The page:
These were important days for KBA-NotaSys. As it does every four years, the company, which specialises in the design of equipment used to print banknotes, should have held its "Banknote Horizons" event.
The Lausanne-based company welcomes invitees from the seventy or so state-owned printing works operating worldwide as well as representatives of the few private players, such as the Swiss Orell Füssli Group, which has been commissioned by the Swiss National Bank (SNB) to print Swiss francs. "For us, this is an opportunity to show (again) our know-how and, above all, to present the latest technical and security developments in money printing," explains CEO Eric Boissonnas.
And what know-how for the company founded in 1952 by the Italian Gualtiero Giori (originally named Organisation Giori) and acquired in 2001 by the German giant Koenig & Bauer! A few minutes spent in the exhibition hall observing machines and prototypes of banknotes (printed for test purposes) allow you to quickly grasp it. Because if the machines are assembled in Germany and Austria, they are designed and improved here in Lausanne at KBA-NotaSys headquarters.
Including the specialised inks of another giant based in Lausanne, the SICPA group, it is fair to say that the future of a large part of the 160 billion banknotes takes place in Switzerland.
Requirements of the new Swiss banknote
Depending on a country's wishes, the complexity of the printed denominations varies. "While our aim is always to push the technology to the limit, the important point is to be able to adapt to the specific needs of each issuer," says Eric Boissonnas.
The ninth series of Swiss banknotes, for example, is one of the most complex and secure denominations in the world. "Swiss banknotes are produced in several stages, which include seven printing modes, an application mode and a perforation mode," the SNB says on its website. In addition, a completely new three-layer substrate has been developed. These requirements come at a cost, since the Swiss banknote costs 40 cents to produce, while the euro costs no more than 5.
Increasingly strong competition
In view of the evolution of competition, however, being at the forefront of innovation appears more necessary than ever. Having dominated the market for a long time, KBA-NotaSys not only faces long-standing rivals such as the Japanese Komori group, but also new players, as is the case in China. In addition, there are central banks that are more concerned about prices, given the indebtedness of governments. "This increased cost control is tending to increase the life of the current series (editor's note: by an average of seven to eight years)," explains the CEO. The fact is that a complete banknote production line is not for all budgets. Without giving specific amounts, the company is talking about tens of millions. In any case, the access to such machines is strongly regulated and controlled by the industry itself to prevent counterfeiting.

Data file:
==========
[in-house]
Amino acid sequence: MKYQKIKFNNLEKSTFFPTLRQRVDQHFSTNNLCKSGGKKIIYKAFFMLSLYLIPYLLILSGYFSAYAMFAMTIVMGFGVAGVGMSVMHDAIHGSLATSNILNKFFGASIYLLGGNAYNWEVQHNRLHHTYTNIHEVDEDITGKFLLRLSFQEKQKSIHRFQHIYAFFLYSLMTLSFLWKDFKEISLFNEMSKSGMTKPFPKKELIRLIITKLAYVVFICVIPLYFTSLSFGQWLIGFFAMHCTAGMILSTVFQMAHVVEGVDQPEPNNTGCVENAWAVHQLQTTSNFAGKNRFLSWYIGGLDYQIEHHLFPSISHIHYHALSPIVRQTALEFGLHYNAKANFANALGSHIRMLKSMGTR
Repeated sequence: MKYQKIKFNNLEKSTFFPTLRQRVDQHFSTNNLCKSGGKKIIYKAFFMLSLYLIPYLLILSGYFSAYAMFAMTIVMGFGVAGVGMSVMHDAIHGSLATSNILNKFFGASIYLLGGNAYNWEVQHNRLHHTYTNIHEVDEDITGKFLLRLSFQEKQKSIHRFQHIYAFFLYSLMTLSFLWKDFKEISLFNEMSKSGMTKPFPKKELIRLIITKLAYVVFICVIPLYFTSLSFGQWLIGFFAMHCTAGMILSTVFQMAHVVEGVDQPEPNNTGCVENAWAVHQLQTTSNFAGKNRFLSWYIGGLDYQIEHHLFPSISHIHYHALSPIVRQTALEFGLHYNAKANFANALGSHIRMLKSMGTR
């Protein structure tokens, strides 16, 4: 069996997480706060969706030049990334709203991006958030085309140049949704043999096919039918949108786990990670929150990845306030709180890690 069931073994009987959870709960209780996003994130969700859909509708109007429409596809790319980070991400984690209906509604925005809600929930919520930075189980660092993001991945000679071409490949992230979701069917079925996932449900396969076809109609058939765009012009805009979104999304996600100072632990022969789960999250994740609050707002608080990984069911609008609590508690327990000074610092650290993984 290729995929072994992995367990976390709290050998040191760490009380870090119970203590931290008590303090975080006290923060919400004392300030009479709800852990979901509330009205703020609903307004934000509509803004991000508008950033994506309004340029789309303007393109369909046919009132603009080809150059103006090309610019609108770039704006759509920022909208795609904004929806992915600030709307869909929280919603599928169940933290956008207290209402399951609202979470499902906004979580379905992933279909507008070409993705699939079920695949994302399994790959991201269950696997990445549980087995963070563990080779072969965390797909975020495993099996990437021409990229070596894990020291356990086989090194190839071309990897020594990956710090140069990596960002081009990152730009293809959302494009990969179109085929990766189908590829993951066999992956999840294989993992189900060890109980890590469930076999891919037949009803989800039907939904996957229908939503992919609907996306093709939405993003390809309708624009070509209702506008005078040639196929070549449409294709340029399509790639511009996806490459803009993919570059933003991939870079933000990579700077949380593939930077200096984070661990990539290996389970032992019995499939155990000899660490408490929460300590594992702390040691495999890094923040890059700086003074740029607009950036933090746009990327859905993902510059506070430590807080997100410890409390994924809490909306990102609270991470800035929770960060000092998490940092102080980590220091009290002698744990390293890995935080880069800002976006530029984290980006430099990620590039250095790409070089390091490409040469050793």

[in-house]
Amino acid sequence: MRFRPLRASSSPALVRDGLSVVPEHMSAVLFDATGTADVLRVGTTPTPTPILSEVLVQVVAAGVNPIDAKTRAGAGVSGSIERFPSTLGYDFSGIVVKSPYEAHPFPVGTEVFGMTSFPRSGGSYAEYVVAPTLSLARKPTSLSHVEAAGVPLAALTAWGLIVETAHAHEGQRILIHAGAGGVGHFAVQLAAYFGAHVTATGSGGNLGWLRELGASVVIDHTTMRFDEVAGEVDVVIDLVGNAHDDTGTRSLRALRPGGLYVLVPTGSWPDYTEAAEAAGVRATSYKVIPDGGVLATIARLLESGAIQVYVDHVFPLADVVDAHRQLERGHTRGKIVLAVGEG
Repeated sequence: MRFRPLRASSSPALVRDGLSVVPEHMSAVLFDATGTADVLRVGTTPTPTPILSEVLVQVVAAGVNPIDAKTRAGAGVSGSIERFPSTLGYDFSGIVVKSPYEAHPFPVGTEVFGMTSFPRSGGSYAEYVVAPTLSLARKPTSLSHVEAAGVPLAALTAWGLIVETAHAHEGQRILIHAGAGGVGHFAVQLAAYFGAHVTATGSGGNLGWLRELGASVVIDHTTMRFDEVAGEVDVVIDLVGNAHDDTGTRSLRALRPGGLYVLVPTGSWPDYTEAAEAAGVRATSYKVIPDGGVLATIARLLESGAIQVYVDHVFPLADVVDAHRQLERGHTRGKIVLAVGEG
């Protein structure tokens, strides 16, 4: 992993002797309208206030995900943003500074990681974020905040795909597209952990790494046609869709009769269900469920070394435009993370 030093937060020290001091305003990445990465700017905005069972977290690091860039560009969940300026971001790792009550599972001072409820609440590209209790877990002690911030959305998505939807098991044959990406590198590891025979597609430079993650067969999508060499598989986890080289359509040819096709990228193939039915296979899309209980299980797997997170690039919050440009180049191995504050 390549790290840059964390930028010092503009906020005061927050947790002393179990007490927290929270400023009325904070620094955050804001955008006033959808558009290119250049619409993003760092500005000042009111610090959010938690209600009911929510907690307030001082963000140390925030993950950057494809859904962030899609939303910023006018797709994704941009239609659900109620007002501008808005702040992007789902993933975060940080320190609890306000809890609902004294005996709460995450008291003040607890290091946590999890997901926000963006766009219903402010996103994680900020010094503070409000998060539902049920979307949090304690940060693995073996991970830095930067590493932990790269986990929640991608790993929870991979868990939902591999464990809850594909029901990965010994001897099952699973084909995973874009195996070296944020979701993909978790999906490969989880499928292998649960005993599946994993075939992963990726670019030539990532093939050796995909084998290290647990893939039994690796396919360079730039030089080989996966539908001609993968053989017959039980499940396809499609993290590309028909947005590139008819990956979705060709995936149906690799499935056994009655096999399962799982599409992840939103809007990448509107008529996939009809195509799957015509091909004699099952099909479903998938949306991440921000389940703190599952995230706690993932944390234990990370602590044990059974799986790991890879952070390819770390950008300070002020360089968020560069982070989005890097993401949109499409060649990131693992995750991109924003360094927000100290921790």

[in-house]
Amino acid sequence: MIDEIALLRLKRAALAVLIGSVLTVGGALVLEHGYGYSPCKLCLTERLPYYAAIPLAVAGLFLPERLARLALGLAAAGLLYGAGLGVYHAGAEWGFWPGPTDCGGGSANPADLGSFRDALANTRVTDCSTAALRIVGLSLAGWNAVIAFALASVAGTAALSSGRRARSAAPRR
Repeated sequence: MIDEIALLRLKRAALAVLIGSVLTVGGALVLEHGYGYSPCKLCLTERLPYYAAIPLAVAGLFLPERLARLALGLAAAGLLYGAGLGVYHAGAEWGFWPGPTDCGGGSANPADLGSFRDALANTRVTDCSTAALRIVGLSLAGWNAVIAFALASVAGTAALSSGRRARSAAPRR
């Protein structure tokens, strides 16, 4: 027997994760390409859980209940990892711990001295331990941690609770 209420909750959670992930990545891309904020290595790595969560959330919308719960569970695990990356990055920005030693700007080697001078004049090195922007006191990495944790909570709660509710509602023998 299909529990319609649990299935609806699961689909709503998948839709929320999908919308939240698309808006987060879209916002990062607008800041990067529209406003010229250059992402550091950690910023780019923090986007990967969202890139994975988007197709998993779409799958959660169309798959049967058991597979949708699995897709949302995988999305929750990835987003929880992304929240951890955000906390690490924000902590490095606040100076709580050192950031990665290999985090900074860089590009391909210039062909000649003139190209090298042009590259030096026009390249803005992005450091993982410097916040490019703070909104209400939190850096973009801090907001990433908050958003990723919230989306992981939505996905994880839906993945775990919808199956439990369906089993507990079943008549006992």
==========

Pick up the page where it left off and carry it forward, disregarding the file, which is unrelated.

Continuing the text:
There is also the growth of cryptocurrency and digital means of payment. In the long term, they could have a consequence on the evolution of the number of banknotes in circulation. Some projections forecast that this number, which has followed a slightly increasing trend in recent years, is projected to decline in one or two years' time.
Offering complete solutions
These combined challenges are impacting margins, putting pressure on the company when it comes to responding to tenders. In 2017, KBA-NotaSys had to let go around 50 employees in Lausanne. "Our presence in the Canton of Vaud is not in question at all," says the CEO, describing the unique skills of the 140 remaining employees.
In order to adapt to this development, the Swiss subsidiary of Koenig & Bauer not only manufactures the printing presses, but provides its customers with complete solutions. These can include the design of the banknote, the manufacturing of the plates, or even the delivery and complete installation of a production line.
Such challenges have also prompted the industry to come out into the open and band together to defend the future of cash through movements such as the recently created Cash Matters. "Our aim is to do an informative job by reminding people, for example, of the many advantages of cash: inclusive, at no extra cost, or available at any time. I am convinced that it will continue to exist alongside other payment solutions. Look at Sweden, it has gone backwards in its initial plan to go cashless," concludes Eric Boissonnas.
The Swiss banknote in figures
In millions, the banknotes issued by the Swiss National Bank in 2019. A total of 488 million denominations are in circulation.
The known security features (some of which remain secret) contained in the 9th series of Swiss banknotes.
In cents, the price in production of the Swiss banknote, 8 times more than the euro.
In tonnes, all banknotes put into circulation in one year.
Reference: Wurlod, O. (2020, June 14). 'The future of banknotes is printed in Lausanne'. Le Matin Dimanche, p. 11. And retrieved from https://bit.ly/lematin_kban